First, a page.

Insured Losses in Lytton, BC, Increase to $102 Million

Recovery and Reconstruction Yet to Begin

January 13, 2022 (VANCOUVER) – The wildfire that devastated Lytton on June 30, 2021 is now estimated to have caused $102 million in insured damage, up from the initial estimate of $78 million, according to new figures from Catastrophe Indices and Quantification Inc. (CatIQ). With the number of claims largely unchanged, the significant delays in recovery and reconstruction are a key driver of the increased costs. 

"It has been over six months since wildfire devastated Lytton, yet the reconstruction of homes and businesses has yet to be permitted in the village," said Aaron Sutherland, Vice-President, Pacific and Western, Insurance Bureau of Canada (IBC). "We commend those leading recovery efforts, but greater urgency is needed. The community remains much the same today as it was immediately following the fire, only now it is blanketed by several inches of snow. The ongoing uncertainty only makes this devastating situation even harder for many impacted residents. Tragically, long delays in the recovery process may result in fewer residents returning to the community."

July, 2021 vs present day 

The removal of debris from destroyed properties, which would typically occur within days or weeks of the damage, is not yet permitted. The community is in an area of significant archeological importance to local First Nations, and it is critical that a respectful, responsible debris removal process begins immediately so that items of archeological significance can be protected.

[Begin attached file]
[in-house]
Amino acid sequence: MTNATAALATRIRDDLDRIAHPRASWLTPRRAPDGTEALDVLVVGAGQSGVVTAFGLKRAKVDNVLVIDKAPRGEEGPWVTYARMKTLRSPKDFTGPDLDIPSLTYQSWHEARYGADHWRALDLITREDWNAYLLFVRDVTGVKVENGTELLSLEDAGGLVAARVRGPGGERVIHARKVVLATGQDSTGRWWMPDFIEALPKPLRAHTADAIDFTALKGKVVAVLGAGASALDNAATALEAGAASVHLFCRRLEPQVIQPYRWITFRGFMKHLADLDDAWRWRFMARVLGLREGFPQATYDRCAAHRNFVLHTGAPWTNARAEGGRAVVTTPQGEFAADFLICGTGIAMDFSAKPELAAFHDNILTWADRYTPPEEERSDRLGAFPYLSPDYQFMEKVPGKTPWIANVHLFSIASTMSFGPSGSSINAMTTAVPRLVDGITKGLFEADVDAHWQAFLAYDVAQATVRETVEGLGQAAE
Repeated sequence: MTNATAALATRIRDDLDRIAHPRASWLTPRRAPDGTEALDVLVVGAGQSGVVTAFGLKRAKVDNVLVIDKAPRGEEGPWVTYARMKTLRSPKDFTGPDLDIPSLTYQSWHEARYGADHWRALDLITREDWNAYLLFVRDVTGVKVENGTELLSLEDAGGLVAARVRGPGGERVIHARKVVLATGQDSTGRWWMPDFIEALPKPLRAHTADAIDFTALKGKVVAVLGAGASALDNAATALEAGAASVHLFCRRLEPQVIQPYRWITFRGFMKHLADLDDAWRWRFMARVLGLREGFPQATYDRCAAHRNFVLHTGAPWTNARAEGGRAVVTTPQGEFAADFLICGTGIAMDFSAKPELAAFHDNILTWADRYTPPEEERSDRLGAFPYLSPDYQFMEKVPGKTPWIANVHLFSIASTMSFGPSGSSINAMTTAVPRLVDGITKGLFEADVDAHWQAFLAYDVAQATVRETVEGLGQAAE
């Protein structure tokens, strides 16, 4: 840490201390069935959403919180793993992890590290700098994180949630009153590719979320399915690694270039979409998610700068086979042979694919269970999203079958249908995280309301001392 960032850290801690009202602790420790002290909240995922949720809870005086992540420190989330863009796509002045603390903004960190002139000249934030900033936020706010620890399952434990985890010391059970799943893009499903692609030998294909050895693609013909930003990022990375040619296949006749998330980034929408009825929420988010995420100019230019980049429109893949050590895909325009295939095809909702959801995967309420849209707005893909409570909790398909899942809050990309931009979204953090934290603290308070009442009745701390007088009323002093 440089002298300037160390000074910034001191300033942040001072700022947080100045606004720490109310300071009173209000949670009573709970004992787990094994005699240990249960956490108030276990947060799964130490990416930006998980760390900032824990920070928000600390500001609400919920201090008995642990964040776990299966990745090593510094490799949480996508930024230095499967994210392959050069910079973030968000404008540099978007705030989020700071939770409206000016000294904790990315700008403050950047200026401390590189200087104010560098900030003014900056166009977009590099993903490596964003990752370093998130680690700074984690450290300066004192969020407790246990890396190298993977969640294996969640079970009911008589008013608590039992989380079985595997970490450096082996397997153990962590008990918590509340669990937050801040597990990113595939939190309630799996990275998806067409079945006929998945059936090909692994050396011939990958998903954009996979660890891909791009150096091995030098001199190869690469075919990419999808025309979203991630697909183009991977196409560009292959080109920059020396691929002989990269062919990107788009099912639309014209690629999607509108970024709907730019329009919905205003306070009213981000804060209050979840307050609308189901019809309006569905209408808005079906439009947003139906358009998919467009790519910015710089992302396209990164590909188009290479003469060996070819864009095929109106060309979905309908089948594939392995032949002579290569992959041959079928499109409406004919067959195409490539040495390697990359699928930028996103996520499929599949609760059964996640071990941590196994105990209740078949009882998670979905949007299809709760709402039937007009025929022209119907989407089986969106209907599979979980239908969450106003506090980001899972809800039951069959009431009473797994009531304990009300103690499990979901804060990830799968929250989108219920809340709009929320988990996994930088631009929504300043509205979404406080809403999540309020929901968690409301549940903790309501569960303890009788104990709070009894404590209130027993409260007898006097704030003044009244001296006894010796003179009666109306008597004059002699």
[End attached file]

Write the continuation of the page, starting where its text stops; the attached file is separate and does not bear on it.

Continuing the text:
Until ash and debris are removed, and the important archeological work commences, there is no prospect of beginning the work needed to rebuild Lytton. In contrast, two other communities devastated by wildfire – Fort McMurray (2016) and Slave Lake (2011) – had most of the debris removed after six months, and reconstruction was well underway.  

Another concern that will arise in the coming months is the expiry of additional living expense (ALE) supports that insurers are providing. ALE helps insured residents cover the additional cost of accommodation and other living expenses as they wait for their home to be reconstructed. However, there are limits to these coverages and continued delays increases the likelihood that some residents may exhaust this financial support before their home is rebuilt.  

"Our hearts continue to go out to everyone impacted by this tragic event," said Sutherland. "Canada's insurers are eager to begin the rebuild of homes and business in Lytton. The sooner work commences, the more likely we are to see a thriving community once again." 

Anyone who has been affected by this event or who has questions about their home, vehicle or business insurance, should call their insurance representative or IBC's Consumer Information Centre at 1-844-2ask-IBC. 

The amount of insured damage is an estimate provided by CatIQ (www.catiq.com) under licence to IBC.

About Insurance Bureau of Canada 

Insurance Bureau of Canada (IBC) is the national industry association representing Canada's private home, auto and business insurers. Its member companies make up 90% of the property and casualty (P&C) insurance market in Canada. For more than 50 years, IBC has worked with governments across the country to help make affordable home, auto and business insurance available for all Canadians. IBC supports the vision of consumers and governments trusting, valuing and supporting the private P&C insurance industry. It champions key issues and helps educate consumers on how best to protect their homes, cars, businesses and properties.  

For media releases and more information, visit IBC's Media Centre at www.ibc.ca. Follow us on Twitter @InsuranceBureau or like us on Facebook. If you have a question about home, auto or business insurance, contact IBC's Consumer Information Centre at 1-844-2ask-IBC.